Polygenic Risk of Prediabetes, Undiagnosed Diabetes, and Incident Type 2 Diabetes Stratified by Diabetes Risk Factors.
Liu X., Collister JA., Clifton L., Hunter DJ., Littlejohns TJ.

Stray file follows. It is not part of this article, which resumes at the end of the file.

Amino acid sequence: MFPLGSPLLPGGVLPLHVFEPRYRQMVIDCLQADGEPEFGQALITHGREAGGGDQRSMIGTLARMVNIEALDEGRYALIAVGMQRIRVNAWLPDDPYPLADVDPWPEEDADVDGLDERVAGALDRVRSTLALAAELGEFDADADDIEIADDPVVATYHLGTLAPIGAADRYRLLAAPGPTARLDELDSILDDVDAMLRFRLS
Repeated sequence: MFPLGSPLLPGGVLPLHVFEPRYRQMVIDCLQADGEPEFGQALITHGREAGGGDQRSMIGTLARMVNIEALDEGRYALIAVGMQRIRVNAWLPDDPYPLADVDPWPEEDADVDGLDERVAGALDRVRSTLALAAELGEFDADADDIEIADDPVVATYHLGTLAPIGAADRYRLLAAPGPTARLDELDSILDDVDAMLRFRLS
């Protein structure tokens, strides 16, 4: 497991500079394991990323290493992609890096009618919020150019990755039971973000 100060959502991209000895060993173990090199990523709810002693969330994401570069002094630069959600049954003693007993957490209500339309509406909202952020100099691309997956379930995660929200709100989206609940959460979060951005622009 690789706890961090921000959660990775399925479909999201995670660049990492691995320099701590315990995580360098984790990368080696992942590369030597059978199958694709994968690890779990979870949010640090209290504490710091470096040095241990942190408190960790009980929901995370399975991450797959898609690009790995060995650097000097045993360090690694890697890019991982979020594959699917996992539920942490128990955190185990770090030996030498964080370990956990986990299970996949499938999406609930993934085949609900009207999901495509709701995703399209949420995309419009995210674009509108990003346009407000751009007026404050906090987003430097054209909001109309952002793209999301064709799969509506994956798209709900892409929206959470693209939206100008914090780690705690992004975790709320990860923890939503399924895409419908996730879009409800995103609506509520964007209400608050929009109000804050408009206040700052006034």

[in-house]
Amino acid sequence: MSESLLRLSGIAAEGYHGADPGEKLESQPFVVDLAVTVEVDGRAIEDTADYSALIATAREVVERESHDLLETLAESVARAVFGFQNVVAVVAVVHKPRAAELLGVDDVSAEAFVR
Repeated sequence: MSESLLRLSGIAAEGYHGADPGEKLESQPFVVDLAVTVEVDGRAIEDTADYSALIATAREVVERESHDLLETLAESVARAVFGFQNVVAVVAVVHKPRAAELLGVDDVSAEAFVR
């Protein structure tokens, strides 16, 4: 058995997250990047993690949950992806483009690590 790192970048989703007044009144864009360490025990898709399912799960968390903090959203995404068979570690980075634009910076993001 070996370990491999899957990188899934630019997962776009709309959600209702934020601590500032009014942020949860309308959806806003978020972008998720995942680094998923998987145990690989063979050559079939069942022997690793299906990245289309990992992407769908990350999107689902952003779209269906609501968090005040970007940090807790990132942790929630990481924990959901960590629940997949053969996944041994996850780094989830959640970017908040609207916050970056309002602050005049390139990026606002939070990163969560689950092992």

CONTEXT: Early diagnosis of type 2 diabetes is crucial to reduce severe comorbidities and complications. Current screening recommendations for type 2 diabetes include traditional risk factors, primarily body mass index (BMI) and family history, however genetics also plays a key role in type 2 diabetes risk. It is important to understand whether genetic predisposition to type 2 diabetes modifies the effect of these traditional factors on type 2 diabetes risk. OBJECTIVE: This work aimed to investigate whether genetic risk of type 2 diabetes modifies associations between BMI and first-degree family history of diabetes with 1) prevalent prediabetes or undiagnosed diabetes; and 2) incident confirmed type 2 diabetes. METHODS: We included 431 658 individuals aged 40 to 69 years at baseline of multiethnic ancestry from the UK Biobank. We used a multiethnic polygenic risk score for type 2 diabetes (PRST2D) developed by Genomics PLC. Prediabetes or undiagnosed diabetes was defined as baseline glycated hemoglobin greater than or equal to 42 mmol/mol (6.0%), and incident type 2 diabetes was derived from medical records. RESULTS: At baseline, 43 472 participants had prediabetes or undiagnosed diabetes, and 17 259 developed type 2 diabetes over 15 years follow-up. Dose-response associations were observed for PRST2D with each outcome in each category of BMI or first-degree family history of diabetes. Those in the highest quintile of PRST2D with a normal BMI were at a similar risk as those in the middle quintile who were overweight. Participants who were in the highest quintile of PRST2D and did not have a first-degree family history of diabetes were at a similar risk as those with a family history who were in the middle category of PRST2D. CONCLUSION: Genetic risk of type 2 diabetes remains strongly associated with risk of prediabetes, undiagnosed diabetes, and future type 2 diabetes within categories of nongenetic risk factors. This could have important implications for identifying individuals at risk of type 2 diabetes for prevention and early diagnosis programs.